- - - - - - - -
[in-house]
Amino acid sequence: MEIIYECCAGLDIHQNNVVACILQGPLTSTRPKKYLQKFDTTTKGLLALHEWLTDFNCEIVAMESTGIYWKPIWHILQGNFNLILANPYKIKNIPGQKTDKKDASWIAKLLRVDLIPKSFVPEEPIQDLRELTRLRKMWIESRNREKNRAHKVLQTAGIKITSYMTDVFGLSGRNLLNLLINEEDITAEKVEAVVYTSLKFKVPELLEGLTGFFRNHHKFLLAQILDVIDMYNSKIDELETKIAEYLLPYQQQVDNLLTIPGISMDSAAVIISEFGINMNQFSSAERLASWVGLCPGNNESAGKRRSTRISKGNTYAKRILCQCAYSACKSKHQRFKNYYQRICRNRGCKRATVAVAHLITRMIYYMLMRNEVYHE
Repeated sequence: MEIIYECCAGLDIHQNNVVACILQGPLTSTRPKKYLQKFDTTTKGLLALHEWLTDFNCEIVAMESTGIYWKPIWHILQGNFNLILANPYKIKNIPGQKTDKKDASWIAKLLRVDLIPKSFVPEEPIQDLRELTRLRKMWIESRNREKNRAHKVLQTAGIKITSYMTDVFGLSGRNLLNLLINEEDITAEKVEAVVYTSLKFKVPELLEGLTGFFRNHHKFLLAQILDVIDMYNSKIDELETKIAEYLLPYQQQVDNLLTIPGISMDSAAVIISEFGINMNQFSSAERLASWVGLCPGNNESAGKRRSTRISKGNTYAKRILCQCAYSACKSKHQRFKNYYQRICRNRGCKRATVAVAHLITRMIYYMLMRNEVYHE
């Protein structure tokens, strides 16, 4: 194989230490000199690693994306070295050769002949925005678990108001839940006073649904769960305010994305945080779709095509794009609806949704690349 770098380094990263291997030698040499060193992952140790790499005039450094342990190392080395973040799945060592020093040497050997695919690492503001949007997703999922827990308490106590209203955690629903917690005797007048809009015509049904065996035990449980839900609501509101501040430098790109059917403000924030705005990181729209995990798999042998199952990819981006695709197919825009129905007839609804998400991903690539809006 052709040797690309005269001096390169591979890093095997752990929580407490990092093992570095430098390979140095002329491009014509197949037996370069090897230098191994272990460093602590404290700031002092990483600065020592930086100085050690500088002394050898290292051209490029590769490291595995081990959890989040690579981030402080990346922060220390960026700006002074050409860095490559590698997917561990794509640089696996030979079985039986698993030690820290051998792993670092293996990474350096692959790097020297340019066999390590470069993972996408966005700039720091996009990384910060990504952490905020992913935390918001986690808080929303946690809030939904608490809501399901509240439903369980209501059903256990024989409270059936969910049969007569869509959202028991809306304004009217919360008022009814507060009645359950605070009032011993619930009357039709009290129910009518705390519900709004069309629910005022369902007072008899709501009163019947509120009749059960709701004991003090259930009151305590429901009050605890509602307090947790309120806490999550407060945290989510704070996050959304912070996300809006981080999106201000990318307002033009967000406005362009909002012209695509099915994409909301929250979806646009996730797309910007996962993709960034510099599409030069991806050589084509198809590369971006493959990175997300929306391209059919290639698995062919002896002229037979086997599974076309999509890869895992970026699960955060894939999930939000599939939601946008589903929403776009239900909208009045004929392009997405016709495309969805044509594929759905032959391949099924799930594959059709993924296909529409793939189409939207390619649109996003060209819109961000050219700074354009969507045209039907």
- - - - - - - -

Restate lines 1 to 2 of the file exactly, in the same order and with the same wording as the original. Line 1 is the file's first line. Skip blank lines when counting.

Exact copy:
[in-house]
Amino acid sequence: MEIIYECCAGLDIHQNNVVACILQGPLTSTRPKKYLQKFDTTTKGLLALHEWLTDFNCEIVAMESTGIYWKPIWHILQGNFNLILANPYKIKNIPGQKTDKKDASWIAKLLRVDLIPKSFVPEEPIQDLRELTRLRKMWIESRNREKNRAHKVLQTAGIKITSYMTDVFGLSGRNLLNLLINEEDITAEKVEAVVYTSLKFKVPELLEGLTGFFRNHHKFLLAQILDVIDMYNSKIDELETKIAEYLLPYQQQVDNLLTIPGISMDSAAVIISEFGINMNQFSSAERLASWVGLCPGNNESAGKRRSTRISKGNTYAKRILCQCAYSACKSKHQRFKNYYQRICRNRGCKRATVAVAHLITRMIYYMLMRNEVYHE